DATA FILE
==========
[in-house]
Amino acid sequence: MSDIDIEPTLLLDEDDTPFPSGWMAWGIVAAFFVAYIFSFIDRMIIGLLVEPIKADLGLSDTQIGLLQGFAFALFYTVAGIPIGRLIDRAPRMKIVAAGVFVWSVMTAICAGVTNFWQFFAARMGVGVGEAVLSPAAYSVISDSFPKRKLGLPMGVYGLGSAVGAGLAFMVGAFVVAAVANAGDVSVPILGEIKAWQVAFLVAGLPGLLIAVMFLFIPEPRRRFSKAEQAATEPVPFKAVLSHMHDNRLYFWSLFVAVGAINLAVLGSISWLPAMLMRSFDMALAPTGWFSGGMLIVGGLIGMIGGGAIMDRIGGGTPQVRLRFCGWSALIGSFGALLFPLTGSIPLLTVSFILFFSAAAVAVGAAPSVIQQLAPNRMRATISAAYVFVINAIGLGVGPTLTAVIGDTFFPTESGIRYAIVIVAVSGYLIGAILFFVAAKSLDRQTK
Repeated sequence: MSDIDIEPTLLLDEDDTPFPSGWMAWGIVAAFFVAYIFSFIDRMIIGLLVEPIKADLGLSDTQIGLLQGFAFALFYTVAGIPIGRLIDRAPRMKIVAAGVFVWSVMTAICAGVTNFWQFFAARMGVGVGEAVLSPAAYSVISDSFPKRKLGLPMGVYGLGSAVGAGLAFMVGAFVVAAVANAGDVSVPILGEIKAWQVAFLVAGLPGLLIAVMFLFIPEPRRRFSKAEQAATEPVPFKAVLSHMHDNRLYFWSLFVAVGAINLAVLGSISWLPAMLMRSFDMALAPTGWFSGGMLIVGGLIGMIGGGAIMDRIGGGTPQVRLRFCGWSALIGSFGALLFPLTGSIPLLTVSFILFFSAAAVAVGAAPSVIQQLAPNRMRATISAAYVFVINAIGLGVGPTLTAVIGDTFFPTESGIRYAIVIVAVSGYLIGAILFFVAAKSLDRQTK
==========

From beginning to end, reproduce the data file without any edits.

[in-house]
Amino acid sequence: MSDIDIEPTLLLDEDDTPFPSGWMAWGIVAAFFVAYIFSFIDRMIIGLLVEPIKADLGLSDTQIGLLQGFAFALFYTVAGIPIGRLIDRAPRMKIVAAGVFVWSVMTAICAGVTNFWQFFAARMGVGVGEAVLSPAAYSVISDSFPKRKLGLPMGVYGLGSAVGAGLAFMVGAFVVAAVANAGDVSVPILGEIKAWQVAFLVAGLPGLLIAVMFLFIPEPRRRFSKAEQAATEPVPFKAVLSHMHDNRLYFWSLFVAVGAINLAVLGSISWLPAMLMRSFDMALAPTGWFSGGMLIVGGLIGMIGGGAIMDRIGGGTPQVRLRFCGWSALIGSFGALLFPLTGSIPLLTVSFILFFSAAAVAVGAAPSVIQQLAPNRMRATISAAYVFVINAIGLGVGPTLTAVIGDTFFPTESGIRYAIVIVAVSGYLIGAILFFVAAKSLDRQTK
Repeated sequence: MSDIDIEPTLLLDEDDTPFPSGWMAWGIVAAFFVAYIFSFIDRMIIGLLVEPIKADLGLSDTQIGLLQGFAFALFYTVAGIPIGRLIDRAPRMKIVAAGVFVWSVMTAICAGVTNFWQFFAARMGVGVGEAVLSPAAYSVISDSFPKRKLGLPMGVYGLGSAVGAGLAFMVGAFVVAAVANAGDVSVPILGEIKAWQVAFLVAGLPGLLIAVMFLFIPEPRRRFSKAEQAATEPVPFKAVLSHMHDNRLYFWSLFVAVGAINLAVLGSISWLPAMLMRSFDMALAPTGWFSGGMLIVGGLIGMIGGGAIMDRIGGGTPQVRLRFCGWSALIGSFGALLFPLTGSIPLLTVSFILFFSAAAVAVGAAPSVIQQLAPNRMRATISAAYVFVINAIGLGVGPTLTAVIGDTFFPTESGIRYAIVIVAVSGYLIGAILFFVAAKSLDRQTK